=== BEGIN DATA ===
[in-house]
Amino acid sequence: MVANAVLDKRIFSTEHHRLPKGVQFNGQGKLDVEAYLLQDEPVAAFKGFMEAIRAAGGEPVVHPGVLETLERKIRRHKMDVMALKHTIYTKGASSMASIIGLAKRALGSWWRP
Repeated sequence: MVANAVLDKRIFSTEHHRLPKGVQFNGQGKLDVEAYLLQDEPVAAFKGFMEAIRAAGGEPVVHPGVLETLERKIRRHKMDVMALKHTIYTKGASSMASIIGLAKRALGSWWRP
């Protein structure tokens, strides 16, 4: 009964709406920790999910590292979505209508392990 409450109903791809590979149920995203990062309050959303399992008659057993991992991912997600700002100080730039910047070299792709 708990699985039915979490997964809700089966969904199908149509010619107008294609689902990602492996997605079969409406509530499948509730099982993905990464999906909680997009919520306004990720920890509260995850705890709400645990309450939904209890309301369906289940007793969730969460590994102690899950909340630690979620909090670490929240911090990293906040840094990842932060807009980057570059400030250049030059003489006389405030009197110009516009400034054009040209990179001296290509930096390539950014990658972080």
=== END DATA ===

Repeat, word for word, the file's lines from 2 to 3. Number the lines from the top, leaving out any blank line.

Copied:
Amino acid sequence: MVANAVLDKRIFSTEHHRLPKGVQFNGQGKLDVEAYLLQDEPVAAFKGFMEAIRAAGGEPVVHPGVLETLERKIRRHKMDVMALKHTIYTKGASSMASIIGLAKRALGSWWRP
Repeated sequence: MVANAVLDKRIFSTEHHRLPKGVQFNGQGKLDVEAYLLQDEPVAAFKGFMEAIRAAGGEPVVHPGVLETLERKIRRHKMDVMALKHTIYTKGASSMASIIGLAKRALGSWWRP